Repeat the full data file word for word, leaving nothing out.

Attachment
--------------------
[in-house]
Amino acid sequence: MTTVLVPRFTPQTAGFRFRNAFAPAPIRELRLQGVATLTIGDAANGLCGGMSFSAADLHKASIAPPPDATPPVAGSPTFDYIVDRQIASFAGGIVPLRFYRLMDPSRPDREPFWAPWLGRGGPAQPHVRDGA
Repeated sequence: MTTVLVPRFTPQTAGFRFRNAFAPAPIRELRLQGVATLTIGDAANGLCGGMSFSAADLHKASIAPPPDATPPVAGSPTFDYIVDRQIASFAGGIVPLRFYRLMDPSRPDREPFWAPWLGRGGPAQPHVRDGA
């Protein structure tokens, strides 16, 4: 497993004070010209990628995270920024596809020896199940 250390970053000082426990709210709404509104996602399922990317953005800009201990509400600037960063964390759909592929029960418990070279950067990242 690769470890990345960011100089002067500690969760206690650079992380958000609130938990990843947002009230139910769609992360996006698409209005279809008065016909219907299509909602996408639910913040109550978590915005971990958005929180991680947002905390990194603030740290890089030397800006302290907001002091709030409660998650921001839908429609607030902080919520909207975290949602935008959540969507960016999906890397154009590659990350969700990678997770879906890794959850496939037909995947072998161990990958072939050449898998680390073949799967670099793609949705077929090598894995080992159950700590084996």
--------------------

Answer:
[in-house]
Amino acid sequence: MTTVLVPRFTPQTAGFRFRNAFAPAPIRELRLQGVATLTIGDAANGLCGGMSFSAADLHKASIAPPPDATPPVAGSPTFDYIVDRQIASFAGGIVPLRFYRLMDPSRPDREPFWAPWLGRGGPAQPHVRDGA
Repeated sequence: MTTVLVPRFTPQTAGFRFRNAFAPAPIRELRLQGVATLTIGDAANGLCGGMSFSAADLHKASIAPPPDATPPVAGSPTFDYIVDRQIASFAGGIVPLRFYRLMDPSRPDREPFWAPWLGRGGPAQPHVRDGA
């Protein structure tokens, strides 16, 4: 497993004070010209990628995270920024596809020896199940 250390970053000082426990709210709404509104996602399922990317953005800009201990509400600037960063964390759909592929029960418990070279950067990242 690769470890990345960011100089002067500690969760206690650079992380958000609130938990990843947002009230139910769609992360996006698409209005279809008065016909219907299509909602996408639910913040109550978590915005971990958005929180991680947002905390990194603030740290890089030397800006302290907001002091709030409660998650921001839908429609607030902080919520909207975290949602935008959540969507960016999906890397154009590659990350969700990678997770879906890794959850496939037909995947072998161990990958072939050449898998680390073949799967670099793609949705077929090598894995080992159950700590084996």